constructivist criticisms of liberal theory. Section IV (“Liberalism as Normative

    Theory”) considers the contribution of liberal theory to policy, as well as to

    conceptual and normative, analyses of international law.

    A I. Liberal Theories of International Relations

    The central liberal question about international law and politics is: who governs?

    Liberals assume that states are embedded in a transnational society comprised of

    individuals, social groups, and substate officials with varying assets, ideals and

    influence on state policy. The first stage in a liberal explanation of politics is to

    identify and explain the preferences of relevant social and substate actors as a

    function of a structure of underlying social identities and interests. Among these

    social and substate actors, a universal condition is globalization, understood as

    transnational interdependence, material or ideational, among social actors. It creates

    varying incentives for cross-border political regulation and interaction. State policy

    can facilitate, block, or channel globalization, thereby benefitting or harming the

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    interests or ideals of particular social actors. The state is a representative institution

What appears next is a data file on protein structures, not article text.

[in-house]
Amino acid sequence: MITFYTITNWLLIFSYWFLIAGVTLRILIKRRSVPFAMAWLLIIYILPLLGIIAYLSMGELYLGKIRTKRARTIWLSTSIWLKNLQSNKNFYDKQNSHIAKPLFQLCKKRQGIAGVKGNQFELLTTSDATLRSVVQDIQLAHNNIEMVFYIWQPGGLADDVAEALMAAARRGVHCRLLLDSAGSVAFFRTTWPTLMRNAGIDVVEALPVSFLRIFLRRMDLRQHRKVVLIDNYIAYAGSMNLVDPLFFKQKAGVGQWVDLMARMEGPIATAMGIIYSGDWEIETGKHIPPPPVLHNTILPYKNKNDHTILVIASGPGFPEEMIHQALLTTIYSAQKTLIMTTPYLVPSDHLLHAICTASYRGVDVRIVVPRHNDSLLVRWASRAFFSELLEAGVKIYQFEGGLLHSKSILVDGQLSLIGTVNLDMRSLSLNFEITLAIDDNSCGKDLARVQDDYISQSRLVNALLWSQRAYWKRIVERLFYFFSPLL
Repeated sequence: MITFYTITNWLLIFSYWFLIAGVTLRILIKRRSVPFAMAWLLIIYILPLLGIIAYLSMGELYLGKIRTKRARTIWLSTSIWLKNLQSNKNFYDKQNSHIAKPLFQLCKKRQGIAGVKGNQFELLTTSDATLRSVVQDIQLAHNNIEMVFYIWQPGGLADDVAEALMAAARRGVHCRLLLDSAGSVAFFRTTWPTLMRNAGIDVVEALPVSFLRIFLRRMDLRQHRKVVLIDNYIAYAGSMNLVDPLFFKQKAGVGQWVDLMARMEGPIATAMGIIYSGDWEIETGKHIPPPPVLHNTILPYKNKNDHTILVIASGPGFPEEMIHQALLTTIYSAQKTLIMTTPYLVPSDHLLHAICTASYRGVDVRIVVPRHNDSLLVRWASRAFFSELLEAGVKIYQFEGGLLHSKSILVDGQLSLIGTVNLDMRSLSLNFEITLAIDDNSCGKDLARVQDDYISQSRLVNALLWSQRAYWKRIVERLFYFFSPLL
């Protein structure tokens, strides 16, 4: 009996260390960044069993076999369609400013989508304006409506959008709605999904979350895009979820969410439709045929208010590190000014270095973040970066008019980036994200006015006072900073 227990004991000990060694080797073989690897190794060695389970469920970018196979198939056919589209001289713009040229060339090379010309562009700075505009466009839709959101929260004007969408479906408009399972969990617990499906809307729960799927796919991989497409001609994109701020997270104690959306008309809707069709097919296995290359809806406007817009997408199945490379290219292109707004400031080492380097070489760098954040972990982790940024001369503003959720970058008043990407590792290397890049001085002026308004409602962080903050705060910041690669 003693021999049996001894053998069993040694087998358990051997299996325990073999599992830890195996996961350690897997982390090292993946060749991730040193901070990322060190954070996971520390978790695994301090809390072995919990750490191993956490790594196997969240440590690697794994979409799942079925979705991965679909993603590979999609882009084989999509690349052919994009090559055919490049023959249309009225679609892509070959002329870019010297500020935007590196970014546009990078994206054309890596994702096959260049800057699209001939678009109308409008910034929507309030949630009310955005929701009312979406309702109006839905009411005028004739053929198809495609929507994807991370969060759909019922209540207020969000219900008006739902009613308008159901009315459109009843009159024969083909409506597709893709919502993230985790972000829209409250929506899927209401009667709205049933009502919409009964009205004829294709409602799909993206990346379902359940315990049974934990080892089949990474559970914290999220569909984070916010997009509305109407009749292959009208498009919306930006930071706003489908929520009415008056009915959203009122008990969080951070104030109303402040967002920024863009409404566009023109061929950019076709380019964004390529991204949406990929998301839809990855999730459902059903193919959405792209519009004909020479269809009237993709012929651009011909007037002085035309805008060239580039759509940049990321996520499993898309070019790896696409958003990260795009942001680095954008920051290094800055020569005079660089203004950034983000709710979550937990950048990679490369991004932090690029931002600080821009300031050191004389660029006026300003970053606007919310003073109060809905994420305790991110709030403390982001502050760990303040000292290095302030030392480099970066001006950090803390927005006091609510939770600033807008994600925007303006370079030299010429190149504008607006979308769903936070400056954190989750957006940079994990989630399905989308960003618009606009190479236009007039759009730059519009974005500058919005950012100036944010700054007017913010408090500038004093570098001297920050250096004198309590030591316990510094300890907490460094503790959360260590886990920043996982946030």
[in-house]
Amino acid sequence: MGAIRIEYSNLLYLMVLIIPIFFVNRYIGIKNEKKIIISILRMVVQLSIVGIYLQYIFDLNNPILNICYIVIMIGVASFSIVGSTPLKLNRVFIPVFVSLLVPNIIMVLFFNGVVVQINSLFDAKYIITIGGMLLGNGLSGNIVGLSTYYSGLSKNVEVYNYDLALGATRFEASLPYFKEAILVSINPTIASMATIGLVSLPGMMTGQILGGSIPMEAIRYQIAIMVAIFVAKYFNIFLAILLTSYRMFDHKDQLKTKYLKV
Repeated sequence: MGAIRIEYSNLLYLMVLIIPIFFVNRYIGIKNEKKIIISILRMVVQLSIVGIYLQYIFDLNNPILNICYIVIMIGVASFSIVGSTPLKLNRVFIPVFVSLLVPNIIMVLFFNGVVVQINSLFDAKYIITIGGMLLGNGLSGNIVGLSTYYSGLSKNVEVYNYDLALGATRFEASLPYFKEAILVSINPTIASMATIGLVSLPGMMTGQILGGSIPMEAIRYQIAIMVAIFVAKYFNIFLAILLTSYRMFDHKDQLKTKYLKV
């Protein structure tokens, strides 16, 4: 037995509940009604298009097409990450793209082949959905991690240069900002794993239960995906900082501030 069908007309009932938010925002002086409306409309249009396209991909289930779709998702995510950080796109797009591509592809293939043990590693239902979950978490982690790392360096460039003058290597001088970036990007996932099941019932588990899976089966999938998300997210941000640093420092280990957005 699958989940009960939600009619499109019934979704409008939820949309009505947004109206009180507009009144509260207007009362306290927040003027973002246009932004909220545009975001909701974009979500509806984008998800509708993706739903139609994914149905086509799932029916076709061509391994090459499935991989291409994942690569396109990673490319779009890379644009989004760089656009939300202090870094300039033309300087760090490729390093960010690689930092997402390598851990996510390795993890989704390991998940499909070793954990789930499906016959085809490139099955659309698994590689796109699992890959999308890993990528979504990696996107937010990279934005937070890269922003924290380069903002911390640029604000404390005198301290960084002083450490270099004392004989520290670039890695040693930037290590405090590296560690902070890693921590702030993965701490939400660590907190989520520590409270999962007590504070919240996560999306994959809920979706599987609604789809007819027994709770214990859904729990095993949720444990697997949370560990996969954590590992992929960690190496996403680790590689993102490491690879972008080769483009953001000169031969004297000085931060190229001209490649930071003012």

that aggregates and channels those interests according to their relative weight in

    society, ability to organize, and influence in political processes. In each state,

    political organization and institutions represent a different subset of social and

    substate actors, whose desired forms of social, cultural, and economic

    interdependence define the underlying concerns (preferences across “states of the

    world”) that the state has at stake in international issues. Representative functions of

    international organizations may have the same effect.

    The existence of social demands concerning globalization, translated into state

    preferences, is a necessary condition to motivate any purposeful foreign policy

    action. States may seek to shape and regulate interdependence. To the extent this

    creates externalities, positive or negative, for policy-makers in other states seeking to

    realize the preferences of their individuals and social groups, such preferences

    provides the underlying motivation for patterns of interstate conflict and cooperation.